The issue is the relationship between objects, or parts, of a whole. This means that it is necessary to

discuss proportion in terms of the context or standard used to determine proportions.


Rhythm: Rhythm can be described as timed movement through space; an easy, connected path along

which the eye follows a regular arrangement of motifs. The presence of rhythm creates predictability

and order in a composition. Visual rhythm may be best understood by relating it to rhythm in sound.


Repetition: involves the use of patterning to achieve timed movement and a visual "beat". This repetition

may be a clear repetition of elements in a composition, or it may be a more subtle kind of repetition

that can be observed in the underlying structure of the image.


Alternation: is a specific instance of patterning in which a sequence of repeating motifs are

presented in turn; (short/long; fat/thin; round/square; dark/light).


Gradation: employs a series of motifs patterned to relate to one another through a regular

progression of steps. This may be a gradation of shape or color. Some shape gradations may in

fact create a sequence of events, not unlike a series of images in a comic strip.

S4 - DAY FOUR - Principles Of Art Design


S4 - DAY FIVE - Principles Of Art Design

Emphasis: is also referred to as point of focus, or interruption. It marks the locations in a composition

which most strongly draw the viewers attention. Usually there is a primary, or main, point of

emphasis, with perhaps secondary emphases in other parts of the composition.


The artist or designer uses emphasis to call attention to something, or to vary the composition in order

to hold the viewers interest by providing visual "surprises."


Contrast: is the juxtaposition of opposing elements eg. opposite colors on the color wheel - red / green, blue / orange etc. Contrast in tone or value - light / dark. Contrast in direction - horizontal / vertical.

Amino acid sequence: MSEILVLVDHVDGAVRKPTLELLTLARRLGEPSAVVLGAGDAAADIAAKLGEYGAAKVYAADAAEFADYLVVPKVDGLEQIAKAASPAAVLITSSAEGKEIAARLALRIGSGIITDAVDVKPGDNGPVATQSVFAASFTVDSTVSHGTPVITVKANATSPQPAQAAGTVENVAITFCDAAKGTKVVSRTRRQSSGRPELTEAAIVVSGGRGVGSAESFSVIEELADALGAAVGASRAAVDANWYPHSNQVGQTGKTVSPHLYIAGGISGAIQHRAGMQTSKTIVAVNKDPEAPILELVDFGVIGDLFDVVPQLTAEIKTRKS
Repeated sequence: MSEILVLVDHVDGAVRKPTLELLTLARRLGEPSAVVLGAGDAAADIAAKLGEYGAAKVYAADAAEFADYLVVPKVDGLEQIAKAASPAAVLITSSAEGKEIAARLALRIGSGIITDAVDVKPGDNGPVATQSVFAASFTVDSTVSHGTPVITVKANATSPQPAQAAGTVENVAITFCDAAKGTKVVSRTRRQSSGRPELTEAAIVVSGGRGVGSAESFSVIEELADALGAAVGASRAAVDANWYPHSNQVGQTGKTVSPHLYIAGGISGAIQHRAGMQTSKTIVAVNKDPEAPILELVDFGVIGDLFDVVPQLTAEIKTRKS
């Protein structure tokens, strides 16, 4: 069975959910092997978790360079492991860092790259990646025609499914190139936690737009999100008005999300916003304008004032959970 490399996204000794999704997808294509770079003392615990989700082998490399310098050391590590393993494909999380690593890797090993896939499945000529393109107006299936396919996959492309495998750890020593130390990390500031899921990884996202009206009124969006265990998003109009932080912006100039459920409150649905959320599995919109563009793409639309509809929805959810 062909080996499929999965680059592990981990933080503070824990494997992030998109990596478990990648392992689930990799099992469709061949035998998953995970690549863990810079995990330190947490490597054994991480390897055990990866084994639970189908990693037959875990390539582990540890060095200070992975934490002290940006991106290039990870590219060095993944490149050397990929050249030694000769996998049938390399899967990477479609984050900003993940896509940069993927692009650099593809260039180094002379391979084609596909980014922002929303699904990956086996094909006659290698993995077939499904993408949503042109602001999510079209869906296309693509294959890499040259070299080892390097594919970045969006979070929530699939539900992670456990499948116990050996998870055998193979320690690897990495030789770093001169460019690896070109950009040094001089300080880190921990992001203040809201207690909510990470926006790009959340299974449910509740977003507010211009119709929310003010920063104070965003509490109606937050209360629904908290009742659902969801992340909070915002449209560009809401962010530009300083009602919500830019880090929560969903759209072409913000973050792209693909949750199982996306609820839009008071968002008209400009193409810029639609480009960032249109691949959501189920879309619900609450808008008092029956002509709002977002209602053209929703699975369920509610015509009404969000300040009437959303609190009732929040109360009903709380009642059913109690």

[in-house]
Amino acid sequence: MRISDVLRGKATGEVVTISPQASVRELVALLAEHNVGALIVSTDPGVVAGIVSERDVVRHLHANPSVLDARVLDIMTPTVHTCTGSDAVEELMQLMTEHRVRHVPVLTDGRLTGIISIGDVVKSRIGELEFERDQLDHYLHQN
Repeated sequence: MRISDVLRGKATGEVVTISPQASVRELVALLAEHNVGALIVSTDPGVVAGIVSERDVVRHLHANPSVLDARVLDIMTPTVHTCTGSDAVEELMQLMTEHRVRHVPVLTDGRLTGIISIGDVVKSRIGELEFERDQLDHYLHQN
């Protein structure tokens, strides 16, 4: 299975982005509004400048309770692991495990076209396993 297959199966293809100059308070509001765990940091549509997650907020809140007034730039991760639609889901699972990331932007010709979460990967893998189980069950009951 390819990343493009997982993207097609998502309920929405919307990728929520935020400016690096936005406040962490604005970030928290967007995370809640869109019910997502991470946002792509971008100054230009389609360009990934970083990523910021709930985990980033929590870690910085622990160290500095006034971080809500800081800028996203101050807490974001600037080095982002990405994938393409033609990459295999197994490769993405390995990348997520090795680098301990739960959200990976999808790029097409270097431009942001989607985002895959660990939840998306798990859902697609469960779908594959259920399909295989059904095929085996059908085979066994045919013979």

The major contrast in a painting should be located at the center of interest. Too much contrast

scattered throughout a painting can destroy unity and make a work difficult to look at. Unless a

feeling of chaos and confusion are what you are seeking, it is a good idea to carefully consider

where to place your areas of maximum contrast.


Harmony: in painting is the visually satisfying effect of combining similar, related elements. eg.

adjacent colors on the color wheel, similar shapes etc.


Dominance: gives a painting interest, counteracting confusion and monotony. Dominance can be

applied to one or more of the elements to give emphasis



Unity: is the underlying principle that summarizes all of the principles and elements of design.

It refers to the coherence of the whole, the sense that all of the parts are working together to achieve

a common result; a harmony of all the parts.


Unity can also be a matter of concept. The elements and principles can be selected to support the intended function of the designed object; the purpose of the object unifies the design.




Students must be prepared to make a major commitment. It is our assumption that students entering the program are here to lay a foundation for a career in a design field and will be required to meet rigorous and stringent standards. Strong communication skills, both verbal and written, are required as is the ability to read and analyze. Serious students will find that the program will provide them with an excellent opportunity to develop the skills necessary to succeed in the job market or advance in education. _Most of the students graduating from the program _continue their education.

Steve Bross

Commercial Art Instructor


Central Montco Technical High School

821 Plymouth Road

Plymouth Meeting, PA 19462